Dexterity & Technique

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Taming The Saxophone vol3
A great book, I use it every day to keep the chops in order - Bobby Wellins

Taming The Saxophone vol 3

Patterns, scales & licks for intermediate to advanced players. Examples in this section

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Saxophone Fingering Exercises for a Fast Playing Technique

The next four fingering exercises of this section are based around simple four note triad patterns which take you chromatically through all the keys. These are very useful to gain a good fingering technique which is fast and even.

You can also do it with minor triads. Try to do this without the music as soon as possible to get your brain/finger coordination sharp. These exercises also work very well using intervals larger than a semitone between each four note pattern: minor thirds work very well.

The secret to playing faster

Even when you are not practising the saxophone, you can train your fingers to be more dextrous, this is an exercise you can do almost anywhere:
With your hand palm down on a table:

  • Raise and lower your fingers one by one.
  • Raise and lower them in pairs: 1 & 3, 2 & 4, 1 & 2, 3 & 4, 2 & 3, 1 & 4
  • Raise and lower them in threes: 123, 234, 134, 124 (really tricky)

These next saxophone exercises are aimed at helping you to move your fingers quickly, however it’s crucial to to this while keeping an even tempo. You should not speed up for the easy passages and slow down when they get tricky so set your metronome to a tempo at which you are comfortable, no matter how slow. Then speed it up very gradually once you feel you can play the patterns a bit faster without losing the steady beat.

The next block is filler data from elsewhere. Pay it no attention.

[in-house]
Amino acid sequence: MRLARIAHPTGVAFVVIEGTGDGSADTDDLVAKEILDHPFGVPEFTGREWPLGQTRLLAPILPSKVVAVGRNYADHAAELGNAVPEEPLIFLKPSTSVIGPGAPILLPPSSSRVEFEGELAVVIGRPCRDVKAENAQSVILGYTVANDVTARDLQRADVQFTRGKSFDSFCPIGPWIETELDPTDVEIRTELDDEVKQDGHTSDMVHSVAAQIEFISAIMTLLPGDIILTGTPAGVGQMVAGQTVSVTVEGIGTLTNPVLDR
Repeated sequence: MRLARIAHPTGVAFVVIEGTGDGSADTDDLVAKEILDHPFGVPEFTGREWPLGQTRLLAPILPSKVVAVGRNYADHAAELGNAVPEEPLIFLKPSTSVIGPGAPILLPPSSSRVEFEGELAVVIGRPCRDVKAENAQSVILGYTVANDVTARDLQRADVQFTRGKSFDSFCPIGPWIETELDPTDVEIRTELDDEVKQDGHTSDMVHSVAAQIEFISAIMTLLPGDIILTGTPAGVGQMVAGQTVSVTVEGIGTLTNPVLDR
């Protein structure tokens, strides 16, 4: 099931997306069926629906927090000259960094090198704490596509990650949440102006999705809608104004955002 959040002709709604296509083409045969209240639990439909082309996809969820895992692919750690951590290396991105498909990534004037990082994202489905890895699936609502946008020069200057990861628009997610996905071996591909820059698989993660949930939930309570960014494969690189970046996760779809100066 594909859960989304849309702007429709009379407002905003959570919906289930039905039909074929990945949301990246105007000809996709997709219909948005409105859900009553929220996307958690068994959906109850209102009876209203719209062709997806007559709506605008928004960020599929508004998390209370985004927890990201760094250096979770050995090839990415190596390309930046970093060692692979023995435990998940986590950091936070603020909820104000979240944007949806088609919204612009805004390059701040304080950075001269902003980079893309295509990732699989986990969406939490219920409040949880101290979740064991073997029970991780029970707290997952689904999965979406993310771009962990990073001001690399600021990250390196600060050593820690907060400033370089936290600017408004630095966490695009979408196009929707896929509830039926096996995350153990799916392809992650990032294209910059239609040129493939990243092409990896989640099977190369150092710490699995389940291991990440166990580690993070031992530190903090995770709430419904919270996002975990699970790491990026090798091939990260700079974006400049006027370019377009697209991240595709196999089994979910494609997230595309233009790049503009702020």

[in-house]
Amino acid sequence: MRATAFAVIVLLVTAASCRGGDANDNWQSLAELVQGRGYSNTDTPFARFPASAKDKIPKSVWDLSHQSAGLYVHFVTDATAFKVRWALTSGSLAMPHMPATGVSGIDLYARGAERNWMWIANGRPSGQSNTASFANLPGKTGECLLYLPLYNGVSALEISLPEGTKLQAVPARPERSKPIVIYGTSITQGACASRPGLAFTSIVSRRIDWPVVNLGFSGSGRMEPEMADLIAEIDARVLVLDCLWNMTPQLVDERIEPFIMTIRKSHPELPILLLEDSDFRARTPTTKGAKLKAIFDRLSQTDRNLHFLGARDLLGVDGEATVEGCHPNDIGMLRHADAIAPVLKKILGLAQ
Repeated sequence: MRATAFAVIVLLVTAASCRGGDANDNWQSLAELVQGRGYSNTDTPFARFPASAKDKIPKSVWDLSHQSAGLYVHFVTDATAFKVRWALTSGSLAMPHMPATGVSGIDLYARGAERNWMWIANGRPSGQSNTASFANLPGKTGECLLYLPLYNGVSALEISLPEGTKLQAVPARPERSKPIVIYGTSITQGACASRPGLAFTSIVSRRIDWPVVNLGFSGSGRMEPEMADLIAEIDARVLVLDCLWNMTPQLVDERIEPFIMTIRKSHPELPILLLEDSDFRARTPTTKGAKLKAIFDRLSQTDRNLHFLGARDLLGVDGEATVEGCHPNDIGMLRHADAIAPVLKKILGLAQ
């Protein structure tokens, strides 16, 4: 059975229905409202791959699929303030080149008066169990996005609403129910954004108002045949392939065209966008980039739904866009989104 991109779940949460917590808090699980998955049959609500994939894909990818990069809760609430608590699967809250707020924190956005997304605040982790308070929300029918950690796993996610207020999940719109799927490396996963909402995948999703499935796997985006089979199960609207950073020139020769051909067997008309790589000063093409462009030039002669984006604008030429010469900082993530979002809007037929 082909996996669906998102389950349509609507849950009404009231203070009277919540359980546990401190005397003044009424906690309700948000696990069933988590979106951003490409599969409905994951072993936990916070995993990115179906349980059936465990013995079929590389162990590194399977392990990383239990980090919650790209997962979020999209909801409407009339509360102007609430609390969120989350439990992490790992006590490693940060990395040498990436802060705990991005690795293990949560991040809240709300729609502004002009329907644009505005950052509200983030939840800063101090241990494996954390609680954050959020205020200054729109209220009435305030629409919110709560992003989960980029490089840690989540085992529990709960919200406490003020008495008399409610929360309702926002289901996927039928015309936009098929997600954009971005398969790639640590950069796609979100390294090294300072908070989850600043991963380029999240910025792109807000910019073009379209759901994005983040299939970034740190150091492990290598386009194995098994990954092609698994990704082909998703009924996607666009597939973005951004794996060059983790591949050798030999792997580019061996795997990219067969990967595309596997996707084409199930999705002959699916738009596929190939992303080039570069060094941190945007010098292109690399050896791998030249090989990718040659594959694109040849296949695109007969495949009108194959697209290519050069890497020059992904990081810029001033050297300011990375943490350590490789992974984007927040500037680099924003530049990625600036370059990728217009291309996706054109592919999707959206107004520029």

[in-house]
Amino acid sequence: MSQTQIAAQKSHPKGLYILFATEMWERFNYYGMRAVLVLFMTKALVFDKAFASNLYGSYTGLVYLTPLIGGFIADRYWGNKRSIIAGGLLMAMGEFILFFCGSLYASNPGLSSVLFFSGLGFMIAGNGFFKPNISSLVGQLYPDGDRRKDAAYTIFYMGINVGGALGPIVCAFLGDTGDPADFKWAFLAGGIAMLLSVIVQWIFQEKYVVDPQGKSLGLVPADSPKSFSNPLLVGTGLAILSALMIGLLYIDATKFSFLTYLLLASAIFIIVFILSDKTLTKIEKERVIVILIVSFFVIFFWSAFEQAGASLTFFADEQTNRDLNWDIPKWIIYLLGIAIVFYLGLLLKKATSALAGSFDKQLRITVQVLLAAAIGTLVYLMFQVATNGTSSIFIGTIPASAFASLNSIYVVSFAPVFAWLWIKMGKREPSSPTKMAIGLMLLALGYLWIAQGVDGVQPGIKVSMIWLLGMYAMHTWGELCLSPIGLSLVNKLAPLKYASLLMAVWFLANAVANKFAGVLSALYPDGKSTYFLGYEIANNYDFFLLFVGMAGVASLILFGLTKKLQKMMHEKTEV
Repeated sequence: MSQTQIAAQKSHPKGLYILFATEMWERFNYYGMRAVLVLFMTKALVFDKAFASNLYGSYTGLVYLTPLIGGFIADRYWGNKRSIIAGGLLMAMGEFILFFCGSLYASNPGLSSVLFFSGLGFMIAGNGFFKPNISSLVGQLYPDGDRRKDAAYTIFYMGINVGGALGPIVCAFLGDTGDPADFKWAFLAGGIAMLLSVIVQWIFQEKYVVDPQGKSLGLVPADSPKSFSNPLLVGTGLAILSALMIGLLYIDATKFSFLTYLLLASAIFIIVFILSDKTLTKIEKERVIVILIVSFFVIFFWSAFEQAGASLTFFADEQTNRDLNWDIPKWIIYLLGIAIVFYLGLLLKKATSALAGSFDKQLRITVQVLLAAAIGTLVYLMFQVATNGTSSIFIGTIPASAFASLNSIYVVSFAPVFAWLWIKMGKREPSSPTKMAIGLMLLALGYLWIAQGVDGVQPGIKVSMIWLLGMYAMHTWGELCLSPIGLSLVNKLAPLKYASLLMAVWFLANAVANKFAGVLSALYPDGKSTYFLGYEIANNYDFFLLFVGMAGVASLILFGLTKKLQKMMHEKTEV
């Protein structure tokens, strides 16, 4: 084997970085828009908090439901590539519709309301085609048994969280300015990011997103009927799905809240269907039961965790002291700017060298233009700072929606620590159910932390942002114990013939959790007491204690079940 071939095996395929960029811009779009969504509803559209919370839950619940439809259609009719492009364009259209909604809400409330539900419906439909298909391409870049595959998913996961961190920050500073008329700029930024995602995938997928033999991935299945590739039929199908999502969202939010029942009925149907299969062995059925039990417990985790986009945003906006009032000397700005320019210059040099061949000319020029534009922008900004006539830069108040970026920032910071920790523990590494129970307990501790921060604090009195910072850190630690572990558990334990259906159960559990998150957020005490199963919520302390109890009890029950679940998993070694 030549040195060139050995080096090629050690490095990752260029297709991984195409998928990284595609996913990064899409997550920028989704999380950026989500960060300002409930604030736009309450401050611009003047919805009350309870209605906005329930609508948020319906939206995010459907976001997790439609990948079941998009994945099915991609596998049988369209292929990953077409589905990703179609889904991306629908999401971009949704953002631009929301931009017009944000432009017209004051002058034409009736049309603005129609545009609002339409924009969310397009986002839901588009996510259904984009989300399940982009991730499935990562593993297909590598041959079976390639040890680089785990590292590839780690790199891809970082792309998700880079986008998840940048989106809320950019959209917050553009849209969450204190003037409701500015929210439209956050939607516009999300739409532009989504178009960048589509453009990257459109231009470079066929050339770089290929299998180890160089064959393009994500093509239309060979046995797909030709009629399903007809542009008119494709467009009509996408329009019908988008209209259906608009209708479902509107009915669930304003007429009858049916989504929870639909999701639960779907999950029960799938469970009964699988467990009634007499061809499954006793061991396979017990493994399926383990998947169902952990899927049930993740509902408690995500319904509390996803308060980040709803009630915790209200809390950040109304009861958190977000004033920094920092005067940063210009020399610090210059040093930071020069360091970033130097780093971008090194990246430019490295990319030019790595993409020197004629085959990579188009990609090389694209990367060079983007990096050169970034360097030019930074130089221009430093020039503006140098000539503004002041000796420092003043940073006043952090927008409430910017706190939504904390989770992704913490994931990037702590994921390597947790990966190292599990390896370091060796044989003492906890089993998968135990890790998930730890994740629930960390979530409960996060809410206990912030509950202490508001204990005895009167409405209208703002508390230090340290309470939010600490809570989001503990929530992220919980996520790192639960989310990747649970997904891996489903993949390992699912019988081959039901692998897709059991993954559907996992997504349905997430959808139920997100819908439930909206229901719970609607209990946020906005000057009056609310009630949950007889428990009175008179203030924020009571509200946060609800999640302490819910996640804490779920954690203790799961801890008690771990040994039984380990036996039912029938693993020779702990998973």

I have followed the convention of using sharps when ascending chromatically and flats when descending. Enharmonic spellings are occasionally changed to avoid too many double sharps and flats

Ex 2.1

This pattern was used quite a lot by John Coltrane (listen to Giant Steps)

saxophone fingering exercises 2-01

Ex 2.2

A deceptively simple triad arpeggio. You’d think this would be easy – triads ascending and descending chromatically. However to master this you need to play it very evenly and fluidly so, again, start slow and very gradually work up to faster tempos.

saxophone fingering exercises 2-02

Ex 2.3

Another triad arpeggio figure. If played fast enough, this type of pattern can be used whatever chord is being played, as long as you resolve or end up on a chord note, the dissonance of what would be wrong notes at a slower tempo can be used to create tension

saxophone fingering exercises 2-03

Ex 2.4

Yet another triad exercise

saxophone fingering exercises 2-04

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